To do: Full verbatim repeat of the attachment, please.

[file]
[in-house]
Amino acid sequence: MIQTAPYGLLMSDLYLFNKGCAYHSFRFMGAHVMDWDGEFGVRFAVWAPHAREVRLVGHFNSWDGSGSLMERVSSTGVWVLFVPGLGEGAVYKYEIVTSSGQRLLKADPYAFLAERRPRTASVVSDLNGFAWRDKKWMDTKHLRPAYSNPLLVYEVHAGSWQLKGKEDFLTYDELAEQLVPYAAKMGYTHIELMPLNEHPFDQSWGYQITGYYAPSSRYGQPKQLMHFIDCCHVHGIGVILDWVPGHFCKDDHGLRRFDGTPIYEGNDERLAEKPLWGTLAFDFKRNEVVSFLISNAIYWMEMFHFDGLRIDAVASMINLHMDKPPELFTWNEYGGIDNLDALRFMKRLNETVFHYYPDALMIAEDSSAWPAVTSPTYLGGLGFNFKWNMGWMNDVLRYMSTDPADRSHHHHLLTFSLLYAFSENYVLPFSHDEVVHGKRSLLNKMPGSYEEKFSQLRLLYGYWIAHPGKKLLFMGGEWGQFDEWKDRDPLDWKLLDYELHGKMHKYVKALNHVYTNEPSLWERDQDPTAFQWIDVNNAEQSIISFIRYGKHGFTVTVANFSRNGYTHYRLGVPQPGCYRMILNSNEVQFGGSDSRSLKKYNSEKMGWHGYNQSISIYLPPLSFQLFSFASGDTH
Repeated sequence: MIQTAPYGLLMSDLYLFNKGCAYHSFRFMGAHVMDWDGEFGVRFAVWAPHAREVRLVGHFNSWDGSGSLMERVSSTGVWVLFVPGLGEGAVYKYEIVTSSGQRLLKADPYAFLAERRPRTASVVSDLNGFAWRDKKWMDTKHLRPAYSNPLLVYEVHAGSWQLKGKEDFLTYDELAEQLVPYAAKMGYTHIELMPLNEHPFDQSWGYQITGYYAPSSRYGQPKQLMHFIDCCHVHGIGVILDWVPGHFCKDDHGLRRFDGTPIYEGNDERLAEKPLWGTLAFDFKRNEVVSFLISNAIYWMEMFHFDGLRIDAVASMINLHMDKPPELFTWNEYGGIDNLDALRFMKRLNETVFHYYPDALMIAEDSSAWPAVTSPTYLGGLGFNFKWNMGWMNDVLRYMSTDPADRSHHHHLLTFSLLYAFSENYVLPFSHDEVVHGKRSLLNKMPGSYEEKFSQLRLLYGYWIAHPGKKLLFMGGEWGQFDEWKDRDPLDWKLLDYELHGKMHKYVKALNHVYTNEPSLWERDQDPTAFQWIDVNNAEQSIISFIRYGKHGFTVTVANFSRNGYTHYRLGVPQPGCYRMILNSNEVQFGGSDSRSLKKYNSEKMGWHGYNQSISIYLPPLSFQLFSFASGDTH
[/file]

[in-house]
Amino acid sequence: MIQTAPYGLLMSDLYLFNKGCAYHSFRFMGAHVMDWDGEFGVRFAVWAPHAREVRLVGHFNSWDGSGSLMERVSSTGVWVLFVPGLGEGAVYKYEIVTSSGQRLLKADPYAFLAERRPRTASVVSDLNGFAWRDKKWMDTKHLRPAYSNPLLVYEVHAGSWQLKGKEDFLTYDELAEQLVPYAAKMGYTHIELMPLNEHPFDQSWGYQITGYYAPSSRYGQPKQLMHFIDCCHVHGIGVILDWVPGHFCKDDHGLRRFDGTPIYEGNDERLAEKPLWGTLAFDFKRNEVVSFLISNAIYWMEMFHFDGLRIDAVASMINLHMDKPPELFTWNEYGGIDNLDALRFMKRLNETVFHYYPDALMIAEDSSAWPAVTSPTYLGGLGFNFKWNMGWMNDVLRYMSTDPADRSHHHHLLTFSLLYAFSENYVLPFSHDEVVHGKRSLLNKMPGSYEEKFSQLRLLYGYWIAHPGKKLLFMGGEWGQFDEWKDRDPLDWKLLDYELHGKMHKYVKALNHVYTNEPSLWERDQDPTAFQWIDVNNAEQSIISFIRYGKHGFTVTVANFSRNGYTHYRLGVPQPGCYRMILNSNEVQFGGSDSRSLKKYNSEKMGWHGYNQSISIYLPPLSFQLFSFASGDTH
Repeated sequence: MIQTAPYGLLMSDLYLFNKGCAYHSFRFMGAHVMDWDGEFGVRFAVWAPHAREVRLVGHFNSWDGSGSLMERVSSTGVWVLFVPGLGEGAVYKYEIVTSSGQRLLKADPYAFLAERRPRTASVVSDLNGFAWRDKKWMDTKHLRPAYSNPLLVYEVHAGSWQLKGKEDFLTYDELAEQLVPYAAKMGYTHIELMPLNEHPFDQSWGYQITGYYAPSSRYGQPKQLMHFIDCCHVHGIGVILDWVPGHFCKDDHGLRRFDGTPIYEGNDERLAEKPLWGTLAFDFKRNEVVSFLISNAIYWMEMFHFDGLRIDAVASMINLHMDKPPELFTWNEYGGIDNLDALRFMKRLNETVFHYYPDALMIAEDSSAWPAVTSPTYLGGLGFNFKWNMGWMNDVLRYMSTDPADRSHHHHLLTFSLLYAFSENYVLPFSHDEVVHGKRSLLNKMPGSYEEKFSQLRLLYGYWIAHPGKKLLFMGGEWGQFDEWKDRDPLDWKLLDYELHGKMHKYVKALNHVYTNEPSLWERDQDPTAFQWIDVNNAEQSIISFIRYGKHGFTVTVANFSRNGYTHYRLGVPQPGCYRMILNSNEVQFGGSDSRSLKKYNSEKMGWHGYNQSISIYLPPLSFQLFSFASGDTH